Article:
8. To all those who lost their lives and to all of the families who suffered the loss of their loved ones at Pearl Harbor. RIP and God Bless. Thank you. Thanks Mystic, great reminder of a horrific day in the history of our country. Your message gives us pause for reflection on the true cost of our freedom.

  9. A well-written piece. I do agree with Professor Cooke’s statements about the failure of intelligence, and I might add, the failure of those evaluating incoming information. We seem not to have learned from this lesson, and have been “caught flatfooted” time and again. Thank you, Mystic Stamp, for remembering the day.

  10. What would our current President have done? Just wondering. Would he have
    tries to negotiate with them vis a vis Iran.

  11. Hard to believe it was 74 years ago. My Mom was just a young girl when we were attacked and she remembers it like it was yesterday.

  12. I was 14 at the time and into the Navy before it was over. Every American should visit Ford Island and see the Arizona Memorial, the Battleship MO and the other things there. Makes you relive our history so we won’t forget.

  13. Doris Miller had never been trained to fire an anti-aircraft gun because in the segregated navy, the only job open to a black man was as a messman. Dorie Miller was a Messman Third Class. Miller later died in action when in 1943 his ship, U.S.S. Liscome Bay, was sunk by a Japanese submarine.

  14. Great It is a shame that we don’t study our history in detail today because we are sadly doomed to repeat it. Maybe not by Zero’s but by new more sinister methods.

  15. My father who was born a little over a year after the attack was named for his uncle who had lost his life that morning.

  16. A great article. I often wonder if North America will be similarly affected by lack of forward thinking of continental protection.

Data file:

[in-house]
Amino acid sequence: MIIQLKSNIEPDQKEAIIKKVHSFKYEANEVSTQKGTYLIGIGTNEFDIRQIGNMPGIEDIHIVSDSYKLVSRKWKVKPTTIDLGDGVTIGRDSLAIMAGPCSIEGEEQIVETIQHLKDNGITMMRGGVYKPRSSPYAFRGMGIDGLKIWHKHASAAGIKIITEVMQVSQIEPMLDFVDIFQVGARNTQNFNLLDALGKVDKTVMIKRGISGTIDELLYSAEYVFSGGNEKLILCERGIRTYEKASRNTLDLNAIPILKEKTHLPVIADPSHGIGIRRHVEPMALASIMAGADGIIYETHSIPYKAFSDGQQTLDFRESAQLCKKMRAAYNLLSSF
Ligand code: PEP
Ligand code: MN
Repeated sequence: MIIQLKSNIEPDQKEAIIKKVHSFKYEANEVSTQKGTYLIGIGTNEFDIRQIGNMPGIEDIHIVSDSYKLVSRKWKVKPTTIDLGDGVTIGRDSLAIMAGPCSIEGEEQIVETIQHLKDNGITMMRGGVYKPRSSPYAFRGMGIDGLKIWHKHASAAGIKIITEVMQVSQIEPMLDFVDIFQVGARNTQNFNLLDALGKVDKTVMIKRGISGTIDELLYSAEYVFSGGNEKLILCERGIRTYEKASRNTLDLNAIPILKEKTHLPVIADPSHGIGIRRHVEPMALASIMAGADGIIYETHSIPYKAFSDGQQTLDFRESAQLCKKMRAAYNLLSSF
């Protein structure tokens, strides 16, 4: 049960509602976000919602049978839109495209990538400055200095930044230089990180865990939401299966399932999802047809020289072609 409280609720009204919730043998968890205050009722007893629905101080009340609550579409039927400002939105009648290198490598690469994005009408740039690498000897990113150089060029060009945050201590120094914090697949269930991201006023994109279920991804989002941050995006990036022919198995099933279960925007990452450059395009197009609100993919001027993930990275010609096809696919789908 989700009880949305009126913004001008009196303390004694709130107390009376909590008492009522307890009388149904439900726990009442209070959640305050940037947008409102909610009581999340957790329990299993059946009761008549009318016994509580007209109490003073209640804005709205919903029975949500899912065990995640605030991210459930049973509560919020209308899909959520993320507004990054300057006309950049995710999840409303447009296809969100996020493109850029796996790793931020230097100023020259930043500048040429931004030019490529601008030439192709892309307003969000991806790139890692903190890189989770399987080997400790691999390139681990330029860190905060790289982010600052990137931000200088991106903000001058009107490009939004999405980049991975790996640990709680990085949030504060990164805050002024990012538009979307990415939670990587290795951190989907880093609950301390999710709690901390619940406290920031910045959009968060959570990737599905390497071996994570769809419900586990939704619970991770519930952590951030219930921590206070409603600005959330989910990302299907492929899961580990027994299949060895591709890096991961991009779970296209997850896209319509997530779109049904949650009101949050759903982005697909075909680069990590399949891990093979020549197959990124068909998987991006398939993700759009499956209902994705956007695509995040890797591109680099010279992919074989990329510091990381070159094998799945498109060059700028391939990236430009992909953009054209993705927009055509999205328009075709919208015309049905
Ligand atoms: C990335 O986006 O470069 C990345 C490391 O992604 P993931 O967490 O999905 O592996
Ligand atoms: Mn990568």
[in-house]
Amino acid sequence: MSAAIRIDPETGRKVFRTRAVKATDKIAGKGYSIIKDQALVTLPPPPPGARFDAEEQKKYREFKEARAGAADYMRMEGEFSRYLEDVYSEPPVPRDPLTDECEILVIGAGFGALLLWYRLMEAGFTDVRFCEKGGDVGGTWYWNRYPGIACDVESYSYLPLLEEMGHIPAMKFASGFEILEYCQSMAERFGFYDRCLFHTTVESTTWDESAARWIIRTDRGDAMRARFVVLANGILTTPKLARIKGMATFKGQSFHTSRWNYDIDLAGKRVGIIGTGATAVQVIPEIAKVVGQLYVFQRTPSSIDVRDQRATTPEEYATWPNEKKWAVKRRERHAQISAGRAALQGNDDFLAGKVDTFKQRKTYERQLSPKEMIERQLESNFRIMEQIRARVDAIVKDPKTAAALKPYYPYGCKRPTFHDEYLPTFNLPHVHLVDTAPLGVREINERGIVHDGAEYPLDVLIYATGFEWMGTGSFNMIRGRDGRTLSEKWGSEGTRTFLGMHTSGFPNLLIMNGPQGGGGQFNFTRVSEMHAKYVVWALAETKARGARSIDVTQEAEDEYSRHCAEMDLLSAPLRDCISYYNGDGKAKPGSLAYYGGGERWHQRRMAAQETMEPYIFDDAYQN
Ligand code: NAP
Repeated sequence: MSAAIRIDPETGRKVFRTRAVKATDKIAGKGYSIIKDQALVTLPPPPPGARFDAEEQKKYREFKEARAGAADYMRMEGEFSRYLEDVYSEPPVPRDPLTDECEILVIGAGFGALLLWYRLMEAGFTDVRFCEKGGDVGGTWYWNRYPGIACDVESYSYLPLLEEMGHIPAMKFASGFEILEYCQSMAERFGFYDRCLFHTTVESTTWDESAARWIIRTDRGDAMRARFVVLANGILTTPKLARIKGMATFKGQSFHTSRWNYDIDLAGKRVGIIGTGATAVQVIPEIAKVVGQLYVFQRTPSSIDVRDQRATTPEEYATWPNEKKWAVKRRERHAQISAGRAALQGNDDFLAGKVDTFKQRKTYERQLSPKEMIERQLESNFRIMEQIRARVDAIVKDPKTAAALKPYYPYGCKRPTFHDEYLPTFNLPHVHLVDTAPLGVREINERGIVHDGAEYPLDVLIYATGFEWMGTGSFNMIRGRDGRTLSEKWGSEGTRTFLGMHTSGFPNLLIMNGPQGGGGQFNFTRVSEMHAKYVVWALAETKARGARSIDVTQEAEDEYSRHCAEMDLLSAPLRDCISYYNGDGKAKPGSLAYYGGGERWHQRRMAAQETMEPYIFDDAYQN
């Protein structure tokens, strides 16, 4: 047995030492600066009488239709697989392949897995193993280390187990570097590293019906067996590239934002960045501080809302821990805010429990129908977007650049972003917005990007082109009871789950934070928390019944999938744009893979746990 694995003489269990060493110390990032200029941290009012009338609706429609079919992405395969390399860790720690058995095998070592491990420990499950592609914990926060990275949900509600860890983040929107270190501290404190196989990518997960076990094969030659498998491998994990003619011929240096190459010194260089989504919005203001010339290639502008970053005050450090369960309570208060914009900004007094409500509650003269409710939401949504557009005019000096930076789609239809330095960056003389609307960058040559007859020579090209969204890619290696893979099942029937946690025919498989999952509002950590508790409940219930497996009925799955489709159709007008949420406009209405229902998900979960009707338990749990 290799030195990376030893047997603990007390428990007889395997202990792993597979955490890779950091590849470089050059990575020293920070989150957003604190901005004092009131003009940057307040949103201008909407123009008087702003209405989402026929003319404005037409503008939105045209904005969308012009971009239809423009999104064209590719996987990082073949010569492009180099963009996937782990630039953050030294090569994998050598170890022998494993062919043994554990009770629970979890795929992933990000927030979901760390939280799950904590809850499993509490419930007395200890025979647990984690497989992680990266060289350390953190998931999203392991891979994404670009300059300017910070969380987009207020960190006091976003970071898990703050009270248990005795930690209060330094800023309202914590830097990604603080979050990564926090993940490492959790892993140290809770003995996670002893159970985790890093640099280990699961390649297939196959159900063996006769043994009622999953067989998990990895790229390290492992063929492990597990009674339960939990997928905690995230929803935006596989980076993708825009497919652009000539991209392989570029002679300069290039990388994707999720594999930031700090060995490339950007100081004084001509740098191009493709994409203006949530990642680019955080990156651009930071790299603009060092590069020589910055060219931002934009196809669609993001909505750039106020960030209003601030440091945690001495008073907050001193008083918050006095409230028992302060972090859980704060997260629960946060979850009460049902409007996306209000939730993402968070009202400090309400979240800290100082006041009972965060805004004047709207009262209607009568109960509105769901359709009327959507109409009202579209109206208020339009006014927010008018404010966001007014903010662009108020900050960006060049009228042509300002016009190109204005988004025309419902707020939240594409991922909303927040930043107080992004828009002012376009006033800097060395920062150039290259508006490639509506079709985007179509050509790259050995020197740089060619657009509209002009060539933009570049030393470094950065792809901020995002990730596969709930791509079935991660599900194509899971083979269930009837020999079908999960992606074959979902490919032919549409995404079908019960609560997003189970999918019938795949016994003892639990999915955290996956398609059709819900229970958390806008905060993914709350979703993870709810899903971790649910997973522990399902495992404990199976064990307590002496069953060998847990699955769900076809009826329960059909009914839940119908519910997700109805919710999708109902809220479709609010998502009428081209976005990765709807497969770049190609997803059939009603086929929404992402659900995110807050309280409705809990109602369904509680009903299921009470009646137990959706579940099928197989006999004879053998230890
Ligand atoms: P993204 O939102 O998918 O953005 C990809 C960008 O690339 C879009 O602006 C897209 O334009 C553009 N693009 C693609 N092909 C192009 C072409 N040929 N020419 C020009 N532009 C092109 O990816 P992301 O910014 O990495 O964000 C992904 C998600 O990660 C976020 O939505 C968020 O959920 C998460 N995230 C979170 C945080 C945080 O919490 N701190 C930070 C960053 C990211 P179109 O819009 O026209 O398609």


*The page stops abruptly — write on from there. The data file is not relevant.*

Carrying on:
Spent much of my shipboard and submarine time in Pearl Harbour while in the Royal Canadian Navy.

    As a student of history I am fearful the history repeats itself.

    We need a combined US/Canada think tank to explore what is, what could be, and what should be done in view of current “wars”.

    But, “on the street” nobody seems to worry.

    I do!

  17. Roosevelt had plenty of indication. It was Churchill’s last attempt to get America into the war, [ don’t forget he had been 1st Lord of the Admiralty, and they had broken the Japanese code earlier.]
    That’s why our carriers were not in dock that day. The ships that were destroyed were old and pretty much useless. I think they thought a little attack would be cool. However, they vastly underestimated the Japanese abilities to pull this off; killing over a 1000 men! Surprise.
    kinda like 9/11.

  18. Japanese attack on Pearl Harbor commenced at 07.45 hrs and lasted only 110 minutes till 09.35. The American losses ::: 8 U.S. Navy battle ships damaged, 18 battle ships sunk, three cruisers, three destroyers, one anti-aircraft ship, one mine layer, 188 U.S. air crafts destroyed, 2403 Americans killed, 1178 wounded, 153 planes damaged . JAPANESE LOSSES ::: 29 air crafts , five submarines, 55 airmen, 9 sailors, and ONLY ONE JAPANESE SAILOR named Kazuo Sakamaki was captured by Americans . December 7 is observed as Pearl Harbor Day but it is not a Federal Holiday. However, schools, educational institutes, many establishments fly the American Flag at half-mast, out of respect for those dead/wounded in Pearl Harbor attack in 1941 .Thank you MYSTIC for a write up on Pearl Harbor attack.